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Over the past 30 years, there has been a continuous testing of multiple hypotheses that are inherent in the Diagnostic and Statistical Manual of Mental Disorders, from the third edition (DSM-III) (1) to the fourth (DSM-IV) (2) . Although DSM-III was the first official classification of APA to embrace these hypotheses, their intellectual origin is more properly attributed to Eli Robins and Samuel Guze’s landmark 1970 article on the establishment of diagnostic validity in psychiatric illness (3) and the subsequent 1972 release of the St. Louis “Feighner diagnostic criteria” (4) . These formed the basis for the 1978 Research Diagnostic Criteria (RDC) (5), which were used in the longitudinal collaborative study on the psychobiology of depression supported by the National Institute of Mental Health (NIMH) (6) and ultimately were the prototypical diagnoses adopted in DSM-III in 1980.
The expectation of Robins and Guze (3) was that each clinical syndrome described in the Feighner criteria (4), RDC (5), and DSM-III (1) would ultimately be validated by its separation from other disorders, common clinical course, genetic aggregation in families, and further differentiation by future laboratory tests—which would now include anatomical and functional imaging, molecular genetics, pathophysiological variations, and neuropsychological testing. To the original validators Kendler (7) added differential response to treatment, which could include both pharmacological and psychotherapeutic interventions.
After almost 40 years of testing these hypotheses, we are impressed by the remarkable advances in research and clinical practice that were facilitated by having explicit diagnostic criteria that produced greater reliability in diagnosis across clinicians and research investigators in many countries. The benefit of using explicit criteria to increase reliability in the absence of etiological understanding was an outcome predicted by the British psychiatrist Ervin Stengel (8) . However, as these criteria have been tested in multiple epidemiological, clinical, and genetic studies through slightly revised DSM-III-R (9) and DSM-IV editions, the lack of clear separation of these syndromes became apparent from the high levels of comorbidity that were reported (10, 11) . A particularly clear discussion of the inability to identify “zones of rarity” between mental disorders was presented by Kendell and Jablensky (12) . In addition, treatment response became less specific as selective serotonin reuptake inhibitors were found to be effective for a wide range of anxiety, mood, and eating disorders and atypical antipsychotics received indications for schizophrenia, bipolar disorder, and treatment-resistant major depression.
More recently, it was found that a majority of patients with entry diagnoses of major depression in the Sequenced Treatment Alternatives to Relieve Depression (STAR*D) study had significant anxiety symptoms, and this subgroup had a more severe clinical course and was less responsive to available treatments (13) . The lack of clear separation between current disorders defined by DSM-IV was clearly illustrated in a survey of primary care patients (14), which found that among individuals with the most severe ratings of depression, anxiety, or somatization, more than one-half in each syndrome group also had at least one, if not both, of the other two disorders. Further, the combined influence of the three syndromes on functional impairment was far more significant than any of their individual effects. Likewise, we have come to understand that we are unlikely to find single gene underpinnings for most mental disorders, which are more likely to have polygenetic vulnerabilities interacting with epigenetic factors (that switch genes on and off) and environmental exposures to produce disorders.
In retrospect, it is interesting that there was such a strict separation of mood, anxiety, psychotic, somatic, substance use, and personality disorder symptoms for the original Feighner diagnoses (15) . It is clear that a hierarchy was present that tended to suppress the significance of lower-order symptoms in the syndrome definitions in order to achieve such pure types. This hierarchical arrangement of disorders was implicit in the Kraepelinean classification tradition of ranking organic mental disorders, nuclear schizophrenia, manic-depressive illness, and neurotic illnesses from higher- to lower-order conditions (16) . It was followed by an explicit statement of Jaspers: “The principle of medical diagnosis is that all the disease-phenomena should be characterized within a single diagnosis…in any one person” ( 17, p. 611). Although the idea of a strict hierarchy, in which the presence of any disorder could cause manifestations of disorders lower in the hierarchy, was explicitly abandoned for DSM-III-R, after publication and review (18) of the article by Boyd et al. (10), the continued strict separation of symptoms and disorder types has persisted through DSM-IV. Some remnants of the hierarchy persist in a few areas, such as the diagnosis of autistic disorder (299.00), in which there is still an explicit exclusion of a diagnosis of attention deficit hyperactivity disorder (ADHD) if autistic disorder is present. The practical effect of this exclusion is that insurance reimbursement is often denied for co-occurring symptoms of ADHD in the presence of a diagnosis of autism. To support this strict separation, we now have a plethora of comorbidity—because patients do not usually have only mood, somatic, or anxiety symptoms but tend to come with a mix from multiple symptom groups. Hence, we have heterogeneous conditions within single diagnostic groups, a remarkably high rate in specialty mental health settings of “not otherwise specified” (NOS) diagnoses that do not quite fit the existing criteria, as well as high rates of “subsyndromal” mixed anxiety-mood-somatic disorders in primary care settings.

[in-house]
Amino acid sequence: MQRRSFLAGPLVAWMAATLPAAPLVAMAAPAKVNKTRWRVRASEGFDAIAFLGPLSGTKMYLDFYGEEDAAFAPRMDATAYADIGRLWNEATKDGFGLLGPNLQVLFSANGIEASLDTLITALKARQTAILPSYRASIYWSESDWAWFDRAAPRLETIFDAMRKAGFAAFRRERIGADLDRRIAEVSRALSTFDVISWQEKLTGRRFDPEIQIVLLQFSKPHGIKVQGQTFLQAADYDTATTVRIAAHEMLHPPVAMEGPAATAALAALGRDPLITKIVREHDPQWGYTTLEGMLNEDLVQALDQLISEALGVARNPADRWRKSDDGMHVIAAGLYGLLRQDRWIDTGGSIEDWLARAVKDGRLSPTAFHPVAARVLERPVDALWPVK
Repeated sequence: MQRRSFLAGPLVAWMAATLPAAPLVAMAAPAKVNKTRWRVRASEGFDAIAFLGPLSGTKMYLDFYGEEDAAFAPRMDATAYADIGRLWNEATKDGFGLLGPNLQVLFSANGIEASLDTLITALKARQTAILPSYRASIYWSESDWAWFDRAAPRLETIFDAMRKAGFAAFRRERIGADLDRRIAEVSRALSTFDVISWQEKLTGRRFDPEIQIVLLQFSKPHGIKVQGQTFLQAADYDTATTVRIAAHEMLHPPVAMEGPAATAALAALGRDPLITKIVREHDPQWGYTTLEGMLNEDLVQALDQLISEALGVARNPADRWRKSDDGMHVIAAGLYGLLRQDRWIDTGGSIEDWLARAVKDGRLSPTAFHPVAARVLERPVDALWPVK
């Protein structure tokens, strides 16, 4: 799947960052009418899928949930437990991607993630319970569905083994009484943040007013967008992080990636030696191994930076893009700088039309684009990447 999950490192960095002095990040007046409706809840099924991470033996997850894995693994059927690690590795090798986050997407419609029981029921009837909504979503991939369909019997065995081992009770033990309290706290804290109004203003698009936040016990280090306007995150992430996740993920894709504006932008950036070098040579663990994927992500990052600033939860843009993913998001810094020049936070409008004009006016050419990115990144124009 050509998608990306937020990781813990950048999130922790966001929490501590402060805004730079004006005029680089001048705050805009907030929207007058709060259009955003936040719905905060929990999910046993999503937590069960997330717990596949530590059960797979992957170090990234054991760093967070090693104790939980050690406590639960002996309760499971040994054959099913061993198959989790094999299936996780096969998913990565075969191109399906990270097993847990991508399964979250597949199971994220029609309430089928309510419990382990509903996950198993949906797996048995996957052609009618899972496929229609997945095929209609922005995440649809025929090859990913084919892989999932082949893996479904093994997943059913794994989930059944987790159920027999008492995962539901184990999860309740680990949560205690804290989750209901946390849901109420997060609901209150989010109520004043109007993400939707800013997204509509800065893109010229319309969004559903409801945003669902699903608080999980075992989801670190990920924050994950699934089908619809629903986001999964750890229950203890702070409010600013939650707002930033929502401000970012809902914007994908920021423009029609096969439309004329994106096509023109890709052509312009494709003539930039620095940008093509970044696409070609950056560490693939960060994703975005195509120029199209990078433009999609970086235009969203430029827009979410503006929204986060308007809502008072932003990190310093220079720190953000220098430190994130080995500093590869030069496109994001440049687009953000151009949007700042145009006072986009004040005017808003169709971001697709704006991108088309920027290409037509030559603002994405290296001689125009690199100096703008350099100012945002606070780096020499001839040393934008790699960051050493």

How then are we to update our classification to recognize the most prominent syndromes that are actually present in nature, rather than in the heuristic and anachronistic pure types of previous scientific eras? A serious consideration from the aforementioned study by Lowe et al. (14) is that some patients with clinically significant distress and impairment might have only a few symptoms from mood, anxiety, and somatic diagnostic criteria sets that do not qualify for a formal diagnosis in any one disorder although the aggregate burden requires an NOS diagnosis and treatment. A more important clinical consideration is that the clinical course and treatment response for anxious depression, posttraumatic stress disorder with depression, and other mixed disorders cannot be predicted from clinical trials of medications or psychosocial interventions that are based on outcomes with patient groups selected for pure categorical disorders or that contain an unknown heterogeneous mix of comorbid conditions. In addition, supraordinate dimensional measures may provide better phenotypic expressions for linkage to illness susceptibility substrates identified by neuroimaging and genetic studies. Common genetic determinants of schizophrenia and bipolar disorder have resulted in calls for a reappraisal of these disorders as distinct diagnostic entities (19, 20) .